to neutralise Kasparov – was it your own idea to play it?
No! It was just one of the many candidates I looked at with my
team. Don’t think for one minute I arrived in London with this as my
only defence! Certainly I prepared it for the match – but it
certainly wasn’t the only thing I had prepared! But it simply went
well, as I suspiciously thought it would.
The Berlin Defence suited my strategy for the match. I had a
defensive strategy – Actually, I had in my pocket some other sharper
stuff to fall back on – but first I wanted to try the defensive
strategy with Black and it worked so well. This was all new to
Kasparov – he probably expected me to fight for equality with Black.
Okay, when you start to fight for equality, like Anand did in
1995, you could end up losing game 10, like he did, without putting
up any kind of fight. With the Berlin you get a “feel” for the
positions. I accepted that the endgame was better for White, but he
has to win over the board, not with his legendary home preparation –
With the Berlin I was able to set up a fortress that he could
come near but not breach. When others play against Kasparov they
want to keep him distant. I let him in close but I knew where the
limit was. I think this surprised him because normally when you
fight, you don’t want your opponent to have some advantage, but I
gave some advantage from the beginning. Close enough to touch my
wall, closer, closer, but not break it. Someone even compared it to
Ali’s “rope-a-dope” trick against George Foreman – this was a very
good analogy! Okay, I suffered a little, but with some defences
Black commits his forces leaving behind openings into his camp. But
with the Berlin, I was able to allow him to get near, but not quite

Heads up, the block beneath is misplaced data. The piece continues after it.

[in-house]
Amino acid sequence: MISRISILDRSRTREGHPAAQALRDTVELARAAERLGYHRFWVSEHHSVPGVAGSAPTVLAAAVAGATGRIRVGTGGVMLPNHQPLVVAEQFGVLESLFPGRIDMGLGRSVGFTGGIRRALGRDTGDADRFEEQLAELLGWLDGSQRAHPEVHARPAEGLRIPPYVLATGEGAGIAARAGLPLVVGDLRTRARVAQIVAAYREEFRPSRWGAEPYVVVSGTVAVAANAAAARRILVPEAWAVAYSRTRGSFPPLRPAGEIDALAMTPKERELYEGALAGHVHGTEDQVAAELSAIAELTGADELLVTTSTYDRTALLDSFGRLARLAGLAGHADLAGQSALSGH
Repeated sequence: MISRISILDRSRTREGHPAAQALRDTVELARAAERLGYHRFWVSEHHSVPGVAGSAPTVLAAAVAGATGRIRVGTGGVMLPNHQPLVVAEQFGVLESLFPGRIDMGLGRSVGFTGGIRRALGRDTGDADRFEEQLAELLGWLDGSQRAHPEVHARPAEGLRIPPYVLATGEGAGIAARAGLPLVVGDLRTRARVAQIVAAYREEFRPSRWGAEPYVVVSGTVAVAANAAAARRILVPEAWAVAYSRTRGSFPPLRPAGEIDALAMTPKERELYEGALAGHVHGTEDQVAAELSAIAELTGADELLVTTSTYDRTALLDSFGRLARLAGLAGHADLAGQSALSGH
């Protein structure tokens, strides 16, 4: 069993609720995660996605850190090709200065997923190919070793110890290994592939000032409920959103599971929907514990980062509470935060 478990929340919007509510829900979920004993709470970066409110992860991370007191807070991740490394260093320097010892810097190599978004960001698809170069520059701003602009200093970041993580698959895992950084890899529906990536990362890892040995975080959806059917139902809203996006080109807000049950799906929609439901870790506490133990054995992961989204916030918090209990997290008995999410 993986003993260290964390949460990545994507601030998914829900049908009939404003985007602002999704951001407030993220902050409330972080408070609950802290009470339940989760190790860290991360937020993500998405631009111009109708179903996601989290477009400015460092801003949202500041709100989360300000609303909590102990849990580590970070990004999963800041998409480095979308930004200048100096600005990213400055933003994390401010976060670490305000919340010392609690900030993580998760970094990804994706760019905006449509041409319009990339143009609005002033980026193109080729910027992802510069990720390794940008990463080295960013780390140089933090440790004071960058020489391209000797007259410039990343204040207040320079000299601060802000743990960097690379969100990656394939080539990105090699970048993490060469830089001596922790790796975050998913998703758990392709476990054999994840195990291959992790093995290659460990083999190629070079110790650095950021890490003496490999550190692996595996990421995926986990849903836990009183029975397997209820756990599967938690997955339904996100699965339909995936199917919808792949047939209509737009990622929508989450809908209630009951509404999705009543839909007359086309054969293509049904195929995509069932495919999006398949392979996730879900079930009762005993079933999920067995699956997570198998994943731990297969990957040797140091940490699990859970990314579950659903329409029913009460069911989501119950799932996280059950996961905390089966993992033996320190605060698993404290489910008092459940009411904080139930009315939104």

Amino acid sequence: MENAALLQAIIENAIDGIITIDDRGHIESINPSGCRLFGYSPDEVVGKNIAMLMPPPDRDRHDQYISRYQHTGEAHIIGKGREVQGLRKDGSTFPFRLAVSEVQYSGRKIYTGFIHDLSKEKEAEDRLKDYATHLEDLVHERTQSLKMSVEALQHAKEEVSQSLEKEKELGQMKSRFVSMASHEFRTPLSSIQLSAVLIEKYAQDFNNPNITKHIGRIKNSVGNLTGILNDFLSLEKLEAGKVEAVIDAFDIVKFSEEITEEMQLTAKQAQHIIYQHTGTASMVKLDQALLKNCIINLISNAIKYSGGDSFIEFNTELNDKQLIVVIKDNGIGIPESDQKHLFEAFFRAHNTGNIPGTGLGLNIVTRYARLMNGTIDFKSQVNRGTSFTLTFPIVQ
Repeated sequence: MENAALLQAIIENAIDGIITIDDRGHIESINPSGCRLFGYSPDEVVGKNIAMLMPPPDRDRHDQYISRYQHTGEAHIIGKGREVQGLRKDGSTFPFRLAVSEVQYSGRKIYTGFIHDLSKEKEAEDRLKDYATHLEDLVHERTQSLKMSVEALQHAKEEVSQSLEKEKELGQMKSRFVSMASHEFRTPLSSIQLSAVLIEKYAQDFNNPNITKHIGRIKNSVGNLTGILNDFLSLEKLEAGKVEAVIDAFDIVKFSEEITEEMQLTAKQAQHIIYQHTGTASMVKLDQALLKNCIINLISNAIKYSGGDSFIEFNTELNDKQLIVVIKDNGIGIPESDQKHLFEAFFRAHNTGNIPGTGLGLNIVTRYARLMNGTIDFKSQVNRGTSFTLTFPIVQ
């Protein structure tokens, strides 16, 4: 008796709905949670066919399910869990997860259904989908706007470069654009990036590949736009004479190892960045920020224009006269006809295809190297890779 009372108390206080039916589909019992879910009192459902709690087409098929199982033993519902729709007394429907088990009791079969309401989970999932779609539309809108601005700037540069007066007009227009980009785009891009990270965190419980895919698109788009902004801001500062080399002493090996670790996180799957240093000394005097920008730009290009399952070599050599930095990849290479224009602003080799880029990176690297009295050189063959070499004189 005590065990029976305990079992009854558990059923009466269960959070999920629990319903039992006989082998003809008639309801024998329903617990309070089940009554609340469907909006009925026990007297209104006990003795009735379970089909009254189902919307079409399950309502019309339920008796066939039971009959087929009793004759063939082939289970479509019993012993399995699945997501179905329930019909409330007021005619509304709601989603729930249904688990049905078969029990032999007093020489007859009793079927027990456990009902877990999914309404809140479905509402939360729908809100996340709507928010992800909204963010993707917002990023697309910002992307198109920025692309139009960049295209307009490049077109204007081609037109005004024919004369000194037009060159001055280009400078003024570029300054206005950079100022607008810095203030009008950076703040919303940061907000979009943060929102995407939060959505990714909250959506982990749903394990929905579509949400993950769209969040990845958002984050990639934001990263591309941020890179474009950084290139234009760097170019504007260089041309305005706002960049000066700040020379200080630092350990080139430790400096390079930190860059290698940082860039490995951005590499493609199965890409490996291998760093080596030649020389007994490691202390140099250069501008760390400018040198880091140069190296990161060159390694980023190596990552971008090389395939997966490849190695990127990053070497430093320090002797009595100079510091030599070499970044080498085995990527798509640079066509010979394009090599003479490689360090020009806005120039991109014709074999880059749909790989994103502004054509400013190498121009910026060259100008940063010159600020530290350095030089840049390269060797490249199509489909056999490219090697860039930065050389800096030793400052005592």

near enough, and I knew where to draw the line with the fortresses I
had set up.
At some point he seemed to lose all confidence trying to break
down the Berlin Wall. He was still fighting as only Kasparov can,
but I could see it in his eyes that he knew he wasn’t going to win
one of these games. For him it was always a case of “Better, better,
better…draw!” This is what broke him down psychologically. It was
all very difficult for him as he’s used to winning ever second
tournament game. This was my strategy and it worked very well.
Did it surprise you that Kasparov didn’t attempt a do-or-die
comeback towards the end with something like the Scotch, Evans
Gambit or even the King’s Gambit?
No. This didn’t cross my mind at all. For a start the match was
too short for this sort of policy. If it had been a 24-game match
then yes, he could have perhaps experimented earlier on to try and
probe for weaknesses – but not in a 16 game match.
He understood that I would be very well prepared for the Scotch
and things like the Evans. Once he had selected the path he was
going down he really had to stick with it in a 16 game match. He had
to try and hit in the one direction but unfortunately for him –
though fortunately for me! – he hit in the wrong direction.
After the match, Kasparov appeared to challenge you to a
rematch. He said that the new champion should follow his example and
defend the title against the strongest candidate. Will you play a
rematch with Kasparov?
Please, give me a chance; I’ve only just won the title! I haven’t
thought about it.
After such a tough match you need time to recuperate. You can’t
play such a match in the same year; you need at least a couple of
years. It’s nothing to do with me keeping my title – far from it.
It’s because it is so tough both physically and psychologically. A
rematch is a possibility, but I would say at the moment it is just
an idea of his [Kasparov’s]. It doesn’t mean that this is going to
Now that you’ve taken Kasparov’s crown, will you know also be
looking to replace him as the world number one?
Of course! You know, our ratings after this match will be very
close – I think I can also become the world number one in the not
too distant future. However, I’m sure that Garry will also have
something to say about this!
Will you now be taking a rest, or perhaps a holiday following
this match? And when will you be next playing?
Yes, for sure! I’ll probably be spending some time holidaying in
Europe for a period. No chess, just friends and some books! I think
after what I’ve been through in the last six months or so I deserve
this break from chess. As for my return, I’ll be playing Peter Leko
in early January in a speed chess match in Germany. After that, it
is, of course, the delights of Wijk aan Zee.
Thank you very much world champion Vladimir Kramnik! On behalf
of our readers, I’d like to take this opportunity to congratulate
you on their behalf after winning the title, and to once again thank
you for this interview.